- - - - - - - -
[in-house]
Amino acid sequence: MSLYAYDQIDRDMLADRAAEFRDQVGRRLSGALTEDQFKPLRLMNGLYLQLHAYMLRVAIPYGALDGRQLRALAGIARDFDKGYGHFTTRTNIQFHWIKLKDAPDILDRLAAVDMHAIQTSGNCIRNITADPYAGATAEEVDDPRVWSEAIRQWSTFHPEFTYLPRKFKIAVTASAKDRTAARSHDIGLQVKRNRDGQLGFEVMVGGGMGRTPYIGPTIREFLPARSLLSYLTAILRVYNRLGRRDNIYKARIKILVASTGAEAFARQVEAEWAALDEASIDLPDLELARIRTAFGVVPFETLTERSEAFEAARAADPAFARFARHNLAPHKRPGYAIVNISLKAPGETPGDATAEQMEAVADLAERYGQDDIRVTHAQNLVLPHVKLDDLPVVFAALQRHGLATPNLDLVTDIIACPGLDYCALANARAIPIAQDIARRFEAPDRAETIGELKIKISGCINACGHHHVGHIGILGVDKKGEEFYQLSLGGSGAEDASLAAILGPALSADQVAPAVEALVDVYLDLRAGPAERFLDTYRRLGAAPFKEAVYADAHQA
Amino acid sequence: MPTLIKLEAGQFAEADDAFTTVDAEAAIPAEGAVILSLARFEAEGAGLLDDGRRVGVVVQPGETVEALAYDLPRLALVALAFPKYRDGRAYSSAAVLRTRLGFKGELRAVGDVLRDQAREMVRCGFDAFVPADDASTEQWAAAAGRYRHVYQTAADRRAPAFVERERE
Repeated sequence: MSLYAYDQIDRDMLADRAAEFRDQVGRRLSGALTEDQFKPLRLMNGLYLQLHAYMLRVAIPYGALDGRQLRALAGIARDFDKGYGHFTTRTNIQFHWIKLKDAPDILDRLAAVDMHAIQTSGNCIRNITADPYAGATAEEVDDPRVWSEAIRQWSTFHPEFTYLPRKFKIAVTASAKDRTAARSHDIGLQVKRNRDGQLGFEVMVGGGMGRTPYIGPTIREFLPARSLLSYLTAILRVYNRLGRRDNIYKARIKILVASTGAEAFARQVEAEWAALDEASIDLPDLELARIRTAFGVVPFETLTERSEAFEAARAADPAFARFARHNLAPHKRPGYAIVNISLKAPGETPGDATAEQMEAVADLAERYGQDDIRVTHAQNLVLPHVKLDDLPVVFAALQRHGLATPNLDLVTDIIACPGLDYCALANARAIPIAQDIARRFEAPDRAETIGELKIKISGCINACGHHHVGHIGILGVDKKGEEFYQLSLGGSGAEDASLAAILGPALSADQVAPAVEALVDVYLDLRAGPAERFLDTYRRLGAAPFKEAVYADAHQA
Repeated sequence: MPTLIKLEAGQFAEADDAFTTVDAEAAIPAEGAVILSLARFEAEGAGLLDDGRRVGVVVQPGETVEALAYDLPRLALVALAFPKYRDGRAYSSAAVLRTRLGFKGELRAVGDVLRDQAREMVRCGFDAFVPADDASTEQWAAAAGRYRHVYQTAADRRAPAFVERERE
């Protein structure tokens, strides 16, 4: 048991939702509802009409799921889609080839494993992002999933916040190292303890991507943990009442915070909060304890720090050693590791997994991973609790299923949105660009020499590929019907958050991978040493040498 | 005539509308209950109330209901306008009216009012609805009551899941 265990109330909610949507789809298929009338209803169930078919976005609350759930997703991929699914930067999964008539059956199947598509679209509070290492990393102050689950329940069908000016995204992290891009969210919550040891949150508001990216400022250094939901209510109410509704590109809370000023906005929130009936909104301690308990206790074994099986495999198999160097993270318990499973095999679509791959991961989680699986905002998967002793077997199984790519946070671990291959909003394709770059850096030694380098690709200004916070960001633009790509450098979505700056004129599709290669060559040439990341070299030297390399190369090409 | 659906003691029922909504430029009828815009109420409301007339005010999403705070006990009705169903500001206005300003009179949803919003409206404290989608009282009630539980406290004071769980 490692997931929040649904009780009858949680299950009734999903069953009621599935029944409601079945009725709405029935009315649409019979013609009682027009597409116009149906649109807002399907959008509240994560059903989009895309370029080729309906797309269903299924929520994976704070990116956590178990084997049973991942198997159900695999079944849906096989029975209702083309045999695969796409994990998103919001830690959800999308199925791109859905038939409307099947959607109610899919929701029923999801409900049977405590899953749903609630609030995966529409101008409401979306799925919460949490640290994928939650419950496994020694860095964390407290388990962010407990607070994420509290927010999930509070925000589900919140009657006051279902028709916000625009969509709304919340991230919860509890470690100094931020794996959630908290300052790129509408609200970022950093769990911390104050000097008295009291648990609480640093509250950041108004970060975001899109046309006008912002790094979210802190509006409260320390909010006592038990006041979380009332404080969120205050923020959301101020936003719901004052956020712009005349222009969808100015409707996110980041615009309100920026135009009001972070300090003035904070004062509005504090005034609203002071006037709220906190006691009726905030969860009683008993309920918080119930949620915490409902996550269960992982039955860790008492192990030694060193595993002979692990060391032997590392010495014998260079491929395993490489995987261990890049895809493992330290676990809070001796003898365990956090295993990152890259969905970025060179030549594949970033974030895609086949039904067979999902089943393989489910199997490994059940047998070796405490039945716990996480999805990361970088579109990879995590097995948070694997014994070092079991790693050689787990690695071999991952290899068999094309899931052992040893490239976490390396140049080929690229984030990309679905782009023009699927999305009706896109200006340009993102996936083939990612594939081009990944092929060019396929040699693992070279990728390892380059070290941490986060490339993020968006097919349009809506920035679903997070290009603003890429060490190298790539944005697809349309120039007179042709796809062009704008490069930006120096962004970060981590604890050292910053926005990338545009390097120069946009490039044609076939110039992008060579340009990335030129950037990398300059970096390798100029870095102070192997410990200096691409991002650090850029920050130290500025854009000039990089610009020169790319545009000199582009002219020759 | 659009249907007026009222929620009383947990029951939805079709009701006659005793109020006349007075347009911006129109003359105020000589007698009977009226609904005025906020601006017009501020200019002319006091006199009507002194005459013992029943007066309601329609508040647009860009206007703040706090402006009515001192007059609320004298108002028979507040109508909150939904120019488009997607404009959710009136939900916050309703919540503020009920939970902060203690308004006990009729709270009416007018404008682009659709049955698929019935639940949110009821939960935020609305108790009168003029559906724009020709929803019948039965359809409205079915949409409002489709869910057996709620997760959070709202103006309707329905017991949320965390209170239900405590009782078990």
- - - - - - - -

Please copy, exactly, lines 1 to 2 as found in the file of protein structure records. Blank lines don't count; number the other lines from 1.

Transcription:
[in-house]
Amino acid sequence: MSLYAYDQIDRDMLADRAAEFRDQVGRRLSGALTEDQFKPLRLMNGLYLQLHAYMLRVAIPYGALDGRQLRALAGIARDFDKGYGHFTTRTNIQFHWIKLKDAPDILDRLAAVDMHAIQTSGNCIRNITADPYAGATAEEVDDPRVWSEAIRQWSTFHPEFTYLPRKFKIAVTASAKDRTAARSHDIGLQVKRNRDGQLGFEVMVGGGMGRTPYIGPTIREFLPARSLLSYLTAILRVYNRLGRRDNIYKARIKILVASTGAEAFARQVEAEWAALDEASIDLPDLELARIRTAFGVVPFETLTERSEAFEAARAADPAFARFARHNLAPHKRPGYAIVNISLKAPGETPGDATAEQMEAVADLAERYGQDDIRVTHAQNLVLPHVKLDDLPVVFAALQRHGLATPNLDLVTDIIACPGLDYCALANARAIPIAQDIARRFEAPDRAETIGELKIKISGCINACGHHHVGHIGILGVDKKGEEFYQLSLGGSGAEDASLAAILGPALSADQVAPAVEALVDVYLDLRAGPAERFLDTYRRLGAAPFKEAVYADAHQA